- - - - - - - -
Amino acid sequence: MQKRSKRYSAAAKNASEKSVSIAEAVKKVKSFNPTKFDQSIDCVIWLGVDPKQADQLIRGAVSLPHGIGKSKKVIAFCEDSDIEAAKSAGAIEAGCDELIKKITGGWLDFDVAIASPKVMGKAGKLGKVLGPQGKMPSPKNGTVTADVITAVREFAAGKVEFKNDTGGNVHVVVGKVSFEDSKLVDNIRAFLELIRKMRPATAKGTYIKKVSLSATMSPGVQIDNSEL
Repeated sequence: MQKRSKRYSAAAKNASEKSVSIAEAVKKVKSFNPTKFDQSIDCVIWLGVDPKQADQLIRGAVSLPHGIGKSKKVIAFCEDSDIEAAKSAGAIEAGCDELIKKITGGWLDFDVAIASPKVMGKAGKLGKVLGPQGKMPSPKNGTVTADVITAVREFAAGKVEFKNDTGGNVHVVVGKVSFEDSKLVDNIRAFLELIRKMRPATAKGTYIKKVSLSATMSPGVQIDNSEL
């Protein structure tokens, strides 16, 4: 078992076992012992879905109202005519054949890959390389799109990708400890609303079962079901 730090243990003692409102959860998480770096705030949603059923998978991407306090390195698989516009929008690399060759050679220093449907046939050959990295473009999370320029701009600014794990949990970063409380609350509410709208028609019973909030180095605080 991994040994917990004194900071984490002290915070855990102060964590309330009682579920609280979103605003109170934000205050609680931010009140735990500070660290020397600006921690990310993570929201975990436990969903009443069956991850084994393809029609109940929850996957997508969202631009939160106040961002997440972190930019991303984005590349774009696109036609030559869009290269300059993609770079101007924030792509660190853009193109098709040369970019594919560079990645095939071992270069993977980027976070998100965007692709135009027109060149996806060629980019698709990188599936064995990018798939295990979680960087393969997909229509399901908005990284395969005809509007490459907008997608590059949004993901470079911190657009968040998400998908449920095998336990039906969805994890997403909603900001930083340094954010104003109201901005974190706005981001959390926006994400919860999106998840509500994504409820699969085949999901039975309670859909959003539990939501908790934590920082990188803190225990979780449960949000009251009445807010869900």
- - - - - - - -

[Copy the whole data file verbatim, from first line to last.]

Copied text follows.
Amino acid sequence: MQKRSKRYSAAAKNASEKSVSIAEAVKKVKSFNPTKFDQSIDCVIWLGVDPKQADQLIRGAVSLPHGIGKSKKVIAFCEDSDIEAAKSAGAIEAGCDELIKKITGGWLDFDVAIASPKVMGKAGKLGKVLGPQGKMPSPKNGTVTADVITAVREFAAGKVEFKNDTGGNVHVVVGKVSFEDSKLVDNIRAFLELIRKMRPATAKGTYIKKVSLSATMSPGVQIDNSEL
Repeated sequence: MQKRSKRYSAAAKNASEKSVSIAEAVKKVKSFNPTKFDQSIDCVIWLGVDPKQADQLIRGAVSLPHGIGKSKKVIAFCEDSDIEAAKSAGAIEAGCDELIKKITGGWLDFDVAIASPKVMGKAGKLGKVLGPQGKMPSPKNGTVTADVITAVREFAAGKVEFKNDTGGNVHVVVGKVSFEDSKLVDNIRAFLELIRKMRPATAKGTYIKKVSLSATMSPGVQIDNSEL
């Protein structure tokens, strides 16, 4: 078992076992012992879905109202005519054949890959390389799109990708400890609303079962079901 730090243990003692409102959860998480770096705030949603059923998978991407306090390195698989516009929008690399060759050679220093449907046939050959990295473009999370320029701009600014794990949990970063409380609350509410709208028609019973909030180095605080 991994040994917990004194900071984490002290915070855990102060964590309330009682579920609280979103605003109170934000205050609680931010009140735990500070660290020397600006921690990310993570929201975990436990969903009443069956991850084994393809029609109940929850996957997508969202631009939160106040961002997440972190930019991303984005590349774009696109036609030559869009290269300059993609770079101007924030792509660190853009193109098709040369970019594919560079990645095939071992270069993977980027976070998100965007692709135009027109060149996806060629980019698709990188599936064995990018798939295990979680960087393969997909229509399901908005990284395969005809509007490459907008997608590059949004993901470079911190657009968040998400998908449920095998336990039906969805994890997403909603900001930083340094954010104003109201901005974190706005981001959390926006994400919860999106998840509500994504409820699969085949999901039975309670859909959003539990939501908790934590920082990188803190225990979780449960949000009251009445807010869900």